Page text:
There is no doubt that it was a foul. He had never even attempted to get the ball. His body barreled through mine with such great force that we were both lying off the field by about a yard. He got up first and as he did, stepped on my knee with one foot, then my balls with the second and the first foot returned on my chest. Since Neymar was only one year old when this happened, I did not know that I was supposed to roll around on the ground like I’d been shot twelve times. So I did the only thing that made sense to me at the time. I got up! We were leading in the game against our biggest rival. Although we couldn’t be certain that a win would lead to a Conference Championship, a loss would make it impossible. There was no choice. I had to get up because that’s exactly what team needed me to do.

Wrapped within that decision was a lot of programming that came from my parents, brothers, coaches, teachers, friends and generation overall. Yes! I had been fouled horrendously. Yes! I had also been stomped on. Yes! I was in pain. And YES! I did not want to get up!

There is nothing special about my actions of that day. It was a moment in time similar to those of many people. The trifecta of the knee, balls and chest did strike a chord with me recently when I was thinking about how many people tend to deal with set backs.

In my mind, I’m equating the KNEES with faith. Many religions use the kneeling position in a variety of ways. Faith that things are going to live up to our expectations is a pretty usual pain point. As soon as something is “out of whack”, it stings a little. Our faith is shaken, even if it just for that event. While faith is a necessary ingredient to many endeavors, it is not an inexhaustible resource. Also the amount needed varies greatly.

Sorry that this is a semi-exclusionary descriptor. Although female readers have never gotten hit in the BALLS, I’m sure that there must be an equivalent. The soft spot where the pain is greater than a normal hit and it lingers. While the shot to the knee hurts our faith, the shot to balls leaves an ache that possibly we are less than we were before. Even though it’s not always intended to be, a shot to the balls feels personal.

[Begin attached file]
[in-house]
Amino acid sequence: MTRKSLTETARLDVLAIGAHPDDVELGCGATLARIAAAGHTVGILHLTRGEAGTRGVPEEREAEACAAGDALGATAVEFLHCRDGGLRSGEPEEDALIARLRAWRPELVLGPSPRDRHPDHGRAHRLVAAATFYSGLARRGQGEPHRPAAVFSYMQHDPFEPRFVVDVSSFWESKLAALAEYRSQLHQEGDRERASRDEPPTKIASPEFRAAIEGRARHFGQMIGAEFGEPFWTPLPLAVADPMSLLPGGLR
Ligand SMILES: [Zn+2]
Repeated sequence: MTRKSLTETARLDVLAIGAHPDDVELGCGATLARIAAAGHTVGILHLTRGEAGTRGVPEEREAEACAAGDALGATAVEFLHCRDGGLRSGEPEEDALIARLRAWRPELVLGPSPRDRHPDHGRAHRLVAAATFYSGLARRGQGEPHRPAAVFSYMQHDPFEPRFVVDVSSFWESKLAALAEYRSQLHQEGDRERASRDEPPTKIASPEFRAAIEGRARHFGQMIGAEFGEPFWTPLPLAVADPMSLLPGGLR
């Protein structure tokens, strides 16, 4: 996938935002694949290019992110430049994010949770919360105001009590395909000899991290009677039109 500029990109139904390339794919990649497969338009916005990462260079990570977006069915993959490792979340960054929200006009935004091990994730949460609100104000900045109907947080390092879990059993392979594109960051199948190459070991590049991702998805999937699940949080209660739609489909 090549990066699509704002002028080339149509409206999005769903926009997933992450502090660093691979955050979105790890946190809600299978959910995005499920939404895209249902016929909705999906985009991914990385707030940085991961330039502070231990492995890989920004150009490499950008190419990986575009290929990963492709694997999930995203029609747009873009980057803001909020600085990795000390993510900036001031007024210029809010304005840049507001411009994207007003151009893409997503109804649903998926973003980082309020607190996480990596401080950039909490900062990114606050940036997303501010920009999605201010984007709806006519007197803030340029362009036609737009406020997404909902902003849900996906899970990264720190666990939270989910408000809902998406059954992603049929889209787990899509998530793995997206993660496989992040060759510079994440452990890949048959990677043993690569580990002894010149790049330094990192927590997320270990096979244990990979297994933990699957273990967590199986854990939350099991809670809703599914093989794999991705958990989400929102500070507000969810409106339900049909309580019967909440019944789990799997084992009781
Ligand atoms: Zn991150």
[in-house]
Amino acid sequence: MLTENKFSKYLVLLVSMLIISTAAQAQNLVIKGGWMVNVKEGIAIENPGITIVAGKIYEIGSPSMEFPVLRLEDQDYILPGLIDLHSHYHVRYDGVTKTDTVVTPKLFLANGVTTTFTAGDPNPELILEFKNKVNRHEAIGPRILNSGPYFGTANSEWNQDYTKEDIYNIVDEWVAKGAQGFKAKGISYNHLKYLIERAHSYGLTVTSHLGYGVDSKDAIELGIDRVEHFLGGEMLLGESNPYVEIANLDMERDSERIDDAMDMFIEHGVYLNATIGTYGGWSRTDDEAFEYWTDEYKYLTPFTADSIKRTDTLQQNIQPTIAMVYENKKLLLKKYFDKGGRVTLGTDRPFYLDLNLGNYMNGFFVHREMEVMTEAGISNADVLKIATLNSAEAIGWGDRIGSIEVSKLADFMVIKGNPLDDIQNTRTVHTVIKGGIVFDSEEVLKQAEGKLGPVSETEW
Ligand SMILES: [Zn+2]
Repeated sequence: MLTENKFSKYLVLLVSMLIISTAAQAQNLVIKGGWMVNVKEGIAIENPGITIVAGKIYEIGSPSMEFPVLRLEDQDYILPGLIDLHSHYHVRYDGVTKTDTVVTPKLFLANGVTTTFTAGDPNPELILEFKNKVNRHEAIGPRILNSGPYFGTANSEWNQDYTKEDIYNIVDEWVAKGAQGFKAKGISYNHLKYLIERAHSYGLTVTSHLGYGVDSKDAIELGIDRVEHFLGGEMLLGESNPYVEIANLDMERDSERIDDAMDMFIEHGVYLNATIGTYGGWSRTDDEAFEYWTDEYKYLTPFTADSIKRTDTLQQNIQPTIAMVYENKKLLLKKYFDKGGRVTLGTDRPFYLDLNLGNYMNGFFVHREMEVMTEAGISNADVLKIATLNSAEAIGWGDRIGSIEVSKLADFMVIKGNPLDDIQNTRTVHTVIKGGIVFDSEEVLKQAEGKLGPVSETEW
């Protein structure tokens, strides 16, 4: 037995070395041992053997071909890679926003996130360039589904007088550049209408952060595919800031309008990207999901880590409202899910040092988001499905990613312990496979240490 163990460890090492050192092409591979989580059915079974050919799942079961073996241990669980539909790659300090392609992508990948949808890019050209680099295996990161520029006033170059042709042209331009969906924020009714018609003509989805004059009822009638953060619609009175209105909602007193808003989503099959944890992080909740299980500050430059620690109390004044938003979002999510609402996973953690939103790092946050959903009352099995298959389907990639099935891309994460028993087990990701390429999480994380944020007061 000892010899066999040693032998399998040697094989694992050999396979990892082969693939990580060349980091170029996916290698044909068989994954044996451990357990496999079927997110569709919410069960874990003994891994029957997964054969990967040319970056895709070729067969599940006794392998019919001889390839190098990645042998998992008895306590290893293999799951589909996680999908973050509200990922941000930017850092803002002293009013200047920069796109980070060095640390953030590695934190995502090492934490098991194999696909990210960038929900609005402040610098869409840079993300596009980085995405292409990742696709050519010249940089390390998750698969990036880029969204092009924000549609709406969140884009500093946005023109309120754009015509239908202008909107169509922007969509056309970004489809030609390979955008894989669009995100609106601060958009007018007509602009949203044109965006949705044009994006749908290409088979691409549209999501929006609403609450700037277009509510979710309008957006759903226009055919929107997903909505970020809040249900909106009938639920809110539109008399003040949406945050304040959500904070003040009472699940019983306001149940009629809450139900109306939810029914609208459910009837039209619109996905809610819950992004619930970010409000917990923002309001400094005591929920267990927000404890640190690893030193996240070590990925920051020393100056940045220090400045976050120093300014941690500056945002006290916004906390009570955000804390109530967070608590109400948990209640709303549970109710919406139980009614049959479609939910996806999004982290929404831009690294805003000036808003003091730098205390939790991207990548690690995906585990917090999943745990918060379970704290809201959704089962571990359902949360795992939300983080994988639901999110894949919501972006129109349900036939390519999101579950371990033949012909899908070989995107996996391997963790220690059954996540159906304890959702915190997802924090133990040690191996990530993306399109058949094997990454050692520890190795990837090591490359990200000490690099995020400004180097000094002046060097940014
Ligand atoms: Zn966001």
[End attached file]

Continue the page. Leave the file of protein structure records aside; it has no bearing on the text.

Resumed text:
The final shot was to the chest which represents the HEART. It is the place that our literal lifeblood is pumped throughout our body. A shot to the heart (and you’re to blame, you give love a bad name…. sorry Bon Jovi flashback) can be deadly if it happens at the wrong angle on the wrong day. That’s why our heart is housed in a literal cage of bone. It must be protected at all costs. Although it’s possible to recover, the heart is necessary to move forward.

So now that I’ve taken a minuscule moment and broadened it out to almost any emotional pain that we might feel as humans, what is the point? The point is that we must get up. We’ve become far too comfortable with Neymaring the fouls that we encounter in life. Turning a mere tap on the knee into a 12 gauge shot to the chest. Rolling around on the figurative ground as if life had dealt us a bad hand by putting any impediments between us and our goals. It would be one thing if we were simply that fragile. If our metaphorical bones were as brittle as “Mr. Glass” from the M. Night Shyamalan movies, it would make sense. The thing is that they are not. Our bones are the same stone-like implements that our ancestors had. We’ve just made some poor assumptions about what we can handle or been sold on the idea that struggle isn’t necessary.

My hope is that you don’t get hit at all but when you do, don’t Neymar it. Get up! Or even better, don’t fall down in the first place. More than likely, you can handle what has been thrown at you. You’re a descendent of the people that helped to make humans the apex predators on the planet. The tools that you have at your disposal are all that you need.

Don’t flop! You’re better than that!

Pete